Amores Perros: three separate stories brought together through a nasty car crash, with love being the common theme. Gritty doesn’t come close to describing this; with dog fighting, robbery, murder, abortion, and crazy hobbos all brought up in the first 20 minutes… definitely not for kids. The three stories of a wayward youth, fashion model and homeless guy are all fantastic, and the acting couldn’t be any better. Even though he’s the hardest to like, the hobbo‘s story is still my favourite as it’s nothing short of a dramatic roller coaster. The filming style further intensifies each story making it even more raw, and visceral. Although dogs play a large role in all three stories this definitely not a film for dog-lovers… particularly in the last act, heartbreaking. What Amores Perros boils down to is simply pure storytelling with no tricks, low blows or grand budget. Inarritu creates an extraordinary set of circumstances woven through a cast of fleshed out, realistic characters. Dramatic, moving, powerhouse.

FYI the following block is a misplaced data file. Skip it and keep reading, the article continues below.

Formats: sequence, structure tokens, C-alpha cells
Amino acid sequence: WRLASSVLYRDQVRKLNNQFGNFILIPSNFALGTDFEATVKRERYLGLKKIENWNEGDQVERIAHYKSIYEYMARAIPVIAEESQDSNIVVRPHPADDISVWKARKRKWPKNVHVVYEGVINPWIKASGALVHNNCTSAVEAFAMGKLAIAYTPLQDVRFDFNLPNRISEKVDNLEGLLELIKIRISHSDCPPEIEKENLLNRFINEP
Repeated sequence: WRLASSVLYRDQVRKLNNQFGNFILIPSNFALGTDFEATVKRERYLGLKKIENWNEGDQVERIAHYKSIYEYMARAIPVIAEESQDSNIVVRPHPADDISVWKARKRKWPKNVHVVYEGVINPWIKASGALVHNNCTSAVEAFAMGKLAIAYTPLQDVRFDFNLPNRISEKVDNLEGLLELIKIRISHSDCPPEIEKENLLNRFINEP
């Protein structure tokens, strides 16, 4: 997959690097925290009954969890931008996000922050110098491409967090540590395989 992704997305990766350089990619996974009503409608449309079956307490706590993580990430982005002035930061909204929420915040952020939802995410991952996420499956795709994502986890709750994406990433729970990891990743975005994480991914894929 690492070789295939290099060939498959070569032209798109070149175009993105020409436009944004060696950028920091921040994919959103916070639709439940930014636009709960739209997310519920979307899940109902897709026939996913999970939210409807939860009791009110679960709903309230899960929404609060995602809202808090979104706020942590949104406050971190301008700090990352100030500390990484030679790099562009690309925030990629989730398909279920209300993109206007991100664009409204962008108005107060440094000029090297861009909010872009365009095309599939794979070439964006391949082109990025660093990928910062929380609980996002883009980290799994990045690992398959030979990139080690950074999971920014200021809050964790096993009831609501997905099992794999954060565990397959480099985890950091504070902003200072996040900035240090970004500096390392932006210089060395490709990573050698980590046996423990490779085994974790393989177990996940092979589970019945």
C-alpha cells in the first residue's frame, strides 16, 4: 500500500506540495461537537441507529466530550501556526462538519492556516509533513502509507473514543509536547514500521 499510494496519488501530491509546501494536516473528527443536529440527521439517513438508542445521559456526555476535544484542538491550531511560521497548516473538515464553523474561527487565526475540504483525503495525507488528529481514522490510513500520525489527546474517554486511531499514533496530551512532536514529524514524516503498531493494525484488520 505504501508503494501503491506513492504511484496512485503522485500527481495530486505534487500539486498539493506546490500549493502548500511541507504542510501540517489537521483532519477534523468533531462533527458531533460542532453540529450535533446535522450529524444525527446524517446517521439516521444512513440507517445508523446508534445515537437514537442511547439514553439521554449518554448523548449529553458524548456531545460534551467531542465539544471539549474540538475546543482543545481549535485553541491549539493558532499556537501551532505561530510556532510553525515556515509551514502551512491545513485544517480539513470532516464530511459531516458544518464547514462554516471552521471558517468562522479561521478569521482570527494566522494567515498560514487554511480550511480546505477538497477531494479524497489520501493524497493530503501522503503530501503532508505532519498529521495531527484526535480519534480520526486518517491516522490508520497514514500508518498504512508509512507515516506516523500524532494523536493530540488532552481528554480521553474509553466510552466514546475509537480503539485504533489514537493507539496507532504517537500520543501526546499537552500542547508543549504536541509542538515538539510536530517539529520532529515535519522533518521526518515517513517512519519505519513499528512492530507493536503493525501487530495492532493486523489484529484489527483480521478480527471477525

Black Swan: when a devoted ballet dancer finally gets featured in the lead role of Swan Lake she has to deal with all the pressures that drove her predecessor crazy. To get it out of the way, nobody does ‘descending into madness’ quite like Aranofsky – and this is no different in that you genuinely have no idea if what your seeing is real, unreal, paranoia, hallucinations, fantasy, or mental illness. The second half on the film in particular has some genuinely chilling and thrilling scenes. To begin with the camerawork feels awkward and unnecessary – walking shots behind the heads – but it works surprisingly well for most of the film – particularly when it starts spinning around the dancers. The film also uses SFX outstandingly, and wiping out the cameramen in the reflections gives the viewer a strange haunting sensation. The new-age classical soundtrack is nothing short of stunning. Although I wasn’t convinced by the first 40 minutes, seeing the complex relationships (mum, teacher, peer) develop is thoroughly enjoyable, particularly because the film always keeps you guessing. Cassel and the Hershey both give show-stopping performances, although they’re overshadowed by Portman who puts everything out there, and becomes the definition of fragile, slowly and believably transforming into a woman on the brink of madness. Don’t understand the big deal around theater walk outs – it’s definitely not for the prudish, but there’s nothing offensive here. Despite everything in front of the camera being golden, the real star is the man behind it, who gets everything pitch perfect and creates an absolutely stunning finale. Ballet’s never been this sexy and dramatic.